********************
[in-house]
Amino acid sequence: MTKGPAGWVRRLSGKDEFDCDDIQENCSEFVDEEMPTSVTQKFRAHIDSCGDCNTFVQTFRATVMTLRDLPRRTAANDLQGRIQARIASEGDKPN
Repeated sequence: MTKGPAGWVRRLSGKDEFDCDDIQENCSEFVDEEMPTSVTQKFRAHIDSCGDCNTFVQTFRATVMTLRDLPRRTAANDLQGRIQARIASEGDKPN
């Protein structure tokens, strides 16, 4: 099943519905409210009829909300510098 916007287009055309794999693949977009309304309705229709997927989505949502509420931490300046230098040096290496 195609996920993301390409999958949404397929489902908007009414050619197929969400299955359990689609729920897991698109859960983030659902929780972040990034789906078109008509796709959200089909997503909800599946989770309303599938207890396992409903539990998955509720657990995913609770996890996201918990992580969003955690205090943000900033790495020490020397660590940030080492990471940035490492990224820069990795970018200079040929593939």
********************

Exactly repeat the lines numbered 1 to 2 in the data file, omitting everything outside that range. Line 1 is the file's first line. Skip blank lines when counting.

[in-house]
Amino acid sequence: MTKGPAGWVRRLSGKDEFDCDDIQENCSEFVDEEMPTSVTQKFRAHIDSCGDCNTFVQTFRATVMTLRDLPRRTAANDLQGRIQARIASEGDKPN